Finding Ground to Stand On for Stronger BonesJul 19, 2020
Written by David Johnson, PT, MPT, Founder of Evergreen Physical Therapy Specialists.
I don’t know about you but as we try to enjoy summer, it feels like everything around us is cracking. Our foundations are being put through tests of time with the current world situation, and for many of us, this is a load we are struggling to hold up.
Without making light of the situations surrounding us, this is somewhat like the bone fragility of osteoporosis or a related condition called osteopenia. Bones are meant to stand the test of time, but under load, they become at risk of not holding up.
Osteoporosis / Osteopenia & Fractures
The National Foundation of Osteoporosis ( NOF.org – a fabulous resource ) sheds light on the not often talked about risk of fragility. The most common fracture sites are the spine and the hip. Very often, fractures at these two sites are “silent” and go unnoticed for quite some time. Daunting statistics about the high incidence of repeat fractures are alarming. Unfortunately, the condition has led to the reality that “fracture begets fracture”.
But, enough of the scary talk about bone fragility. Let’s answer the important questions.
What can be done and is there hope?
This may surprise you.
Yes, there is hope. As a physical therapist of nearly 30 years, it would make sense for me to jump right into posture, strength training, weight bearing recommendations, which I do in the clinic, daily. However, in these uncertain times, it is important to address one other thing before we jump right into the physical side of things.
What is V.U.C.A. ?
Peter Shallard PhD, Founder of Commit Action, talks about a body of research originated at the US Army War College that describes the human condition during chaotic times. This condition is described by the acronym V.U.C.A. – volatility, uncertainty, complexity, and ambiguity. These create barriers to the “10 best exercises for bone strength” having an effect. In unusual times of Volatility , Uncertainty, Complexity and Ambiguity, which a new diagnosis of bone fragility creates, it is critical that one learns these following best “exercises”.
1. Focus : On Action, Not Perfection
We all know, to some extent, that ‘perfectionism’ is the greatest cause of procrastination. While there are optimal exercises that seem to have the best outcomes for bone health the effect is more sure, with a focus on a few foundational principles. I'll talk about those in a future post or you can register for our online workshop Stand Your Ground: An Osteoporosis Workshop, this Thursday July 23rd, 5:30 pm here. If that time doesn't work for you, you can always check our workshop page for other workshops and times.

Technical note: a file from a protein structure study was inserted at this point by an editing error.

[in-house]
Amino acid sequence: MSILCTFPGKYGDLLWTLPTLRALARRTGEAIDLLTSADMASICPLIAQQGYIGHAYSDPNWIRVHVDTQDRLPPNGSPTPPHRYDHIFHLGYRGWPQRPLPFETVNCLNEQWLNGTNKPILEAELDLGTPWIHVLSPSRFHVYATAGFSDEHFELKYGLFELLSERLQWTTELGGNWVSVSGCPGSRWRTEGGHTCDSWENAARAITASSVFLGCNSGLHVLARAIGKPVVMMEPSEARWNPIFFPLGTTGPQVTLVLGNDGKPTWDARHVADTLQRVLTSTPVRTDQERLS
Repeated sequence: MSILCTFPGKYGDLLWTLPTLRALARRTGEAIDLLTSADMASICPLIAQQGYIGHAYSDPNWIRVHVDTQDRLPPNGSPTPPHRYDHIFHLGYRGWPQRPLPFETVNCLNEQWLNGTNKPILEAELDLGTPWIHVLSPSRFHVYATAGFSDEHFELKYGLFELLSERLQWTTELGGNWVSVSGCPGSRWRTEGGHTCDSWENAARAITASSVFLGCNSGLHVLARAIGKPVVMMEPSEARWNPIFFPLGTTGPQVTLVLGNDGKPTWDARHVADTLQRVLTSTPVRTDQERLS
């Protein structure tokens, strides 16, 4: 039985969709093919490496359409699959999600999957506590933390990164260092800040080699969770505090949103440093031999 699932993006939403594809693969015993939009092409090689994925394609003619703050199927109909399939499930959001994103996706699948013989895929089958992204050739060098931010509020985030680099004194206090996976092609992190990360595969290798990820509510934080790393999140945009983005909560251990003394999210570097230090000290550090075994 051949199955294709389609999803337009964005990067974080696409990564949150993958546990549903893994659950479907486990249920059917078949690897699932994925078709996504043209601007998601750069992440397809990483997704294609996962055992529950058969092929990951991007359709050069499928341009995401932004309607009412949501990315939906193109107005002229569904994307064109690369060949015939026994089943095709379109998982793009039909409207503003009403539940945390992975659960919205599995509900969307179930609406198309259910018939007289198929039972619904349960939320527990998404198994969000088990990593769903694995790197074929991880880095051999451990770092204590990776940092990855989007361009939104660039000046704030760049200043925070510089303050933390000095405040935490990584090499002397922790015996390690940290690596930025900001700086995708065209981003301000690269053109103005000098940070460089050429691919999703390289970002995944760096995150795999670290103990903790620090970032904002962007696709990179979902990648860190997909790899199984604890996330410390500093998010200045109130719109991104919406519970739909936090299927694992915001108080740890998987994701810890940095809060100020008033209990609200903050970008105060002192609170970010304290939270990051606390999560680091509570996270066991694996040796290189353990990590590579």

2. Fear fear itself
That is not a typo. Re-read it. A new diagnosis or awareness brings fear. Maybe, fragility begets fragility too. Thoughts of “what if” are very valid once people get that DEXA scan result. But, succumbing to the fear will only weaken the bones further if it causes inaction. We know this, over time less activity due to fear creates a sort of paralysis and avoidance of what needs to be done.
3. Make 1% moves
Living with bone fragility is like a chess game, not checkers or cards. Strategic small moves over time will gain the results you want.
So, what does “Stand Your Ground” for better bone strength mean?
It means we have both mental and physical work to do. Future posts will address the physical work to do. One without the other would be useless. Together these mental ‘exercises’ will help one navigate what otherwise seems volatile, uncertain, complex, and even ambiguous. If you’re eager to learn more, go to our workshops page and register for our next workshop.
So, Let’s stand together and get this done. Thanks for reading and don’t forget to subscribe, so you don’t miss any of our future posts!
Dave is the owner and founder of Evergreen Physical Therapy Specialists. He and his wife Tammy, an RN at CHLA, opened Evergreen over 15 years ago to provide the community of Pasadena with specialized and compassionate care. David has over 25 years of experience in orthopedics, neuro-rehabilitation, and pediatric physical therapy.
To schedule an appointment with David or one of our staff please give us a call at (626) 683-8536 or Request an Appointment here. Lastly, don't forget to subscribe to our blog to get more great insights from our specialists!
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